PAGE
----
Sale of historic Olympia building at Five Points is a civic opportunity
By Maria Saporta
The Olympia building — a historic gem in the heart of downtown Atlanta — is for sale.
The two-story triangular building currently is owned by the State of Georgia — as a result of a $3.6 million gift from the Robert W. Woodruff Foundation in January, 1995 right before the 1996 Summer Olympic Games.
“There’s a significant amount of renovation that needs to be done to the building,” said Paul Melvin, communications director for the State Property Office. “Given our budget restrictions at this time, we thought it was best to sell it.”
The deadline to ask questions and submit a bid to buy the building is noon on Friday, Oct. 12. All official answers to questions received will be posted on the State Procurement Registry website.
Bids will be opened at 2 p.m. on Tuesday, Oct. 23 at the Georgia State Financing and Investment Commission Procurement Services at 270 Washington St. N.W. on the second floor.
The Olympia building was constructed between 1935 and 1936 at 23 Peachtree St. NE at a pivotal corner at downtown Atlanta’s Five Points.
Since 2003, the building also has served as the base of the retro Coca-Cola neon sign that adorns the property that sits between Woodruff Park and Underground Atlanta.
The state conducted an appraisal on the building in April that determined the building was worth $2.45 million. Interestingly enough, the state put the building up for bid within the last 45 days but there were no bidders.
So now the state has decided to rebid the sale of the building — all it needs now is willing buyer.
Obviously, the building will require a special buyer — an entity that doesn’t care that there is no parking on the property and one that is respectful of the building’s historic landmark status.
The Olympia building was designed by architects Ernest Daniel Ivey and Lewis Edmund Crook. The Ivey & Crook architectural firm “produced some of this city’s finest architecture in the 1920s,: according to a history of the building. In fact, the firm also co-designed the Crum & Forster building in Midtown, which the Georgia Tech Foundation has been trying to demolish for the past four years.
The site of the Olympia building also has a fascinating history. In the mid-1840s, it was the site of Atlanta’s first post office and general store — housed in a wooden structure that was run by George Washington Collier, the city’s first postmaster.
Collier built on the site three times. In the 1900s, the ground floor of the Collier building was the home of Tom Pitt’s Soda Fountain. Pitts served milkshakes and a lemonade-lime drink and a popular new drink — Coca-Cola.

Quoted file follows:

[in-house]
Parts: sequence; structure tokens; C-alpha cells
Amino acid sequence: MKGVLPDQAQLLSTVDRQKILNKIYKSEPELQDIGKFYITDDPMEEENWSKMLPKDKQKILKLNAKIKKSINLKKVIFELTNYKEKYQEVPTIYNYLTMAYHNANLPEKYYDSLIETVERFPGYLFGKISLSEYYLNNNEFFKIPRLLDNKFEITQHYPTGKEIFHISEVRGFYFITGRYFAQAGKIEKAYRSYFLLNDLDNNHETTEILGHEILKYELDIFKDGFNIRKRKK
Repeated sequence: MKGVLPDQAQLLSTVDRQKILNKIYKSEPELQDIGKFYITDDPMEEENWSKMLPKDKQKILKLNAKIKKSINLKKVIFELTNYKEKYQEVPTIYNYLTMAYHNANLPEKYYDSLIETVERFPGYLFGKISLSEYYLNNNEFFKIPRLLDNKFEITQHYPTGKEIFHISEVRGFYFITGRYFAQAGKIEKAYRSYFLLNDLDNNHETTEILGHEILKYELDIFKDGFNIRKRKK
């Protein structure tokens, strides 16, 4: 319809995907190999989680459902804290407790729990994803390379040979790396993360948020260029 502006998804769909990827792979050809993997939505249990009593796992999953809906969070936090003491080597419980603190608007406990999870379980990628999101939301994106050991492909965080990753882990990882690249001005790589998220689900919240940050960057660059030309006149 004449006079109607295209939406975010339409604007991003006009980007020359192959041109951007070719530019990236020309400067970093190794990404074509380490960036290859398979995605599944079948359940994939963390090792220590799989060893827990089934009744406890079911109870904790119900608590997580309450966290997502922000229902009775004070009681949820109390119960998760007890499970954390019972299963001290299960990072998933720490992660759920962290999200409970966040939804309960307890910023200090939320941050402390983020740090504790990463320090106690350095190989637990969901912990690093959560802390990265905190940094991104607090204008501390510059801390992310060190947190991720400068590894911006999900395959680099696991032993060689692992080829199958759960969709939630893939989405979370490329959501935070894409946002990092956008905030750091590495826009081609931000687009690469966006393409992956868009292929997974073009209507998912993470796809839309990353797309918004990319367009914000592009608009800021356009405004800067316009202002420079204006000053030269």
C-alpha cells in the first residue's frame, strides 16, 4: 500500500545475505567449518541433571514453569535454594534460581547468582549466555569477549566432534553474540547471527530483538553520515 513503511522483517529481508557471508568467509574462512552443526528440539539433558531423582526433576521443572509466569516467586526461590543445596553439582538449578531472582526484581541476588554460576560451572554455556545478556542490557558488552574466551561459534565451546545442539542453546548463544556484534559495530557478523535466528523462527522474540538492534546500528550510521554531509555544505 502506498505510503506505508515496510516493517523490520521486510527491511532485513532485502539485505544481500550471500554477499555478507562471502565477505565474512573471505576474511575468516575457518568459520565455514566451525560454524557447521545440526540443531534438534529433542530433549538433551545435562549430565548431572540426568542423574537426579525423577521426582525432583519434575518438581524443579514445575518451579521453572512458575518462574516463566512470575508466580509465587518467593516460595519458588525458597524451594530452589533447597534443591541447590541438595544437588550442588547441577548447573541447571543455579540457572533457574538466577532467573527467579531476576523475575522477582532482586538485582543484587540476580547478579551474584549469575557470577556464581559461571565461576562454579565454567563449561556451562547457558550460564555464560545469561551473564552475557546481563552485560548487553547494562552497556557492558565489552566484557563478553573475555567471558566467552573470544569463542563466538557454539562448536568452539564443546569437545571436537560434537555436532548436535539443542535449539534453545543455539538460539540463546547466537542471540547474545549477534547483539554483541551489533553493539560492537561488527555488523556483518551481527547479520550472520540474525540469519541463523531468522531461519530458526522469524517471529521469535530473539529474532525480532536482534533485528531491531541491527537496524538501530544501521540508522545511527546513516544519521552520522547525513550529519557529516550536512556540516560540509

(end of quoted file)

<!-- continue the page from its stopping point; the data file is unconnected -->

The current Olympia building was built by Frank Hawkins, who founded the Third National Bank. Hawkins had made money on investments in Olympia Beach, Fla., which is how the building got its name.
The history of Coca-Cola actually can be traced back to Five Points — just feet from the Olympia building.
On May 8, 1886, Dr. John Pemberton, an Atlanta pharmacist, sold the first Coca-Cola fountain drink at Jacob’s Pharmacy at Five Points on Marietta Street.
According to Melvin, Coca-Cola’s 10-year lease for roof-top Coke sign actually runs out in December, and there are no built-in renewals for the space.
Melvin said that Coca-Cola’s current lease for the space is $8,641 a month or $103,693 a year.
Ben Deutsch, a Coca-Cola spokesman, responded in an email that “we will be renewing the lease agreement.” But he had no other details.
The fact that it is not known who the new owner of the Olympia building will be, there is some risk for Coca-Cola, which is thought to have invested millions of dollars to bring the neon Coke sign back to downtown.
So how’s this for an idea?
What if the Coca-Cola Co. were to buy the Olympia building?
The idea is not so far-fetched. For starters, if Coca-Cola were to offer the appraised value of the building, it would break-even on its lease payments within 25 years.
Coca-Cola also could take over much of the ground floor of the building and sell Coke products and memorabilia to the thousands of tourists who walk by every day.
It also could donate the building to any of a number non-profit or civic associations that could use the second floor as office space. That gift could be a tax write-off, while at the same time be a sound business decision.
Among the prospective tenants include Central Atlanta Progress, the Atlanta Preservation Center, the Community Foundation for Greater Atlanta, Atlanta Neighborhood Development Partnership among others.
No matter what, Atlanta has an opportunity to reinvest in one of its most historic structures — the Olympia building. Let’s hope that Atlanta is able to develop a solution that works out best for everyone.